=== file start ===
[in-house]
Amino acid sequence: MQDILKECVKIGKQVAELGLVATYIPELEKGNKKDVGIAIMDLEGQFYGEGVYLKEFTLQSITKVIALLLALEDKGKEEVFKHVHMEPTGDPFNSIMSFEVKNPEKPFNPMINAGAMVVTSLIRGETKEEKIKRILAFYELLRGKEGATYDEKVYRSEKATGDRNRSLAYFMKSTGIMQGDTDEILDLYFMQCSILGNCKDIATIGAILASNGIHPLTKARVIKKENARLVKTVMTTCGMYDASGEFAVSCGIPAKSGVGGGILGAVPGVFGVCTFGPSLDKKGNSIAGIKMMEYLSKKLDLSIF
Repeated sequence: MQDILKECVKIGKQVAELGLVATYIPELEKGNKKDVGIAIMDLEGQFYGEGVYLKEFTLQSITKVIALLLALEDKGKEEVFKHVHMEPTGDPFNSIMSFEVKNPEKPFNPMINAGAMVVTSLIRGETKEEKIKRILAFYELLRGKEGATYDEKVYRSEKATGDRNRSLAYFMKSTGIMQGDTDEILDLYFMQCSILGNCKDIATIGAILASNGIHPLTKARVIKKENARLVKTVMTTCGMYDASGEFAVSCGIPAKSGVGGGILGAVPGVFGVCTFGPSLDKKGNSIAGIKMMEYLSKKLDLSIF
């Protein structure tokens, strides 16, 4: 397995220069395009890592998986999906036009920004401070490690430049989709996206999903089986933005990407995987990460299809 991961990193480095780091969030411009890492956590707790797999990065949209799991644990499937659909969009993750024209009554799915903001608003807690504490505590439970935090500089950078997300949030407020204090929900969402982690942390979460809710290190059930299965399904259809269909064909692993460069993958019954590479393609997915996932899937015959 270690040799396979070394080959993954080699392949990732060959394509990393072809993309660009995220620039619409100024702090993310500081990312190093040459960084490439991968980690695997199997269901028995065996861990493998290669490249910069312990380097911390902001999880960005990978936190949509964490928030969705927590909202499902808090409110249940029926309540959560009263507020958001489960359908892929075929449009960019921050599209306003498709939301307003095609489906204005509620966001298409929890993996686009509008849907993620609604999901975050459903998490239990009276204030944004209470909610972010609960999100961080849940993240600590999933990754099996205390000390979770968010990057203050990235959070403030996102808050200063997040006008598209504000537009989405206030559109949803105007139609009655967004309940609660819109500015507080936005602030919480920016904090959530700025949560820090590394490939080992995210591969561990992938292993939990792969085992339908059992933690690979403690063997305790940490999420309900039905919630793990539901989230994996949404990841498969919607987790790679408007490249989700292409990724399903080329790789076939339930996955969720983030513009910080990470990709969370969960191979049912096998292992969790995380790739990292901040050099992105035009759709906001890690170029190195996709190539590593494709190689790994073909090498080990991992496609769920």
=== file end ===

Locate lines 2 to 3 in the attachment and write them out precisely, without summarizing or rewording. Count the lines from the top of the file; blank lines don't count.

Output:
Amino acid sequence: MQDILKECVKIGKQVAELGLVATYIPELEKGNKKDVGIAIMDLEGQFYGEGVYLKEFTLQSITKVIALLLALEDKGKEEVFKHVHMEPTGDPFNSIMSFEVKNPEKPFNPMINAGAMVVTSLIRGETKEEKIKRILAFYELLRGKEGATYDEKVYRSEKATGDRNRSLAYFMKSTGIMQGDTDEILDLYFMQCSILGNCKDIATIGAILASNGIHPLTKARVIKKENARLVKTVMTTCGMYDASGEFAVSCGIPAKSGVGGGILGAVPGVFGVCTFGPSLDKKGNSIAGIKMMEYLSKKLDLSIF
Repeated sequence: MQDILKECVKIGKQVAELGLVATYIPELEKGNKKDVGIAIMDLEGQFYGEGVYLKEFTLQSITKVIALLLALEDKGKEEVFKHVHMEPTGDPFNSIMSFEVKNPEKPFNPMINAGAMVVTSLIRGETKEEKIKRILAFYELLRGKEGATYDEKVYRSEKATGDRNRSLAYFMKSTGIMQGDTDEILDLYFMQCSILGNCKDIATIGAILASNGIHPLTKARVIKKENARLVKTVMTTCGMYDASGEFAVSCGIPAKSGVGGGILGAVPGVFGVCTFGPSLDKKGNSIAGIKMMEYLSKKLDLSIF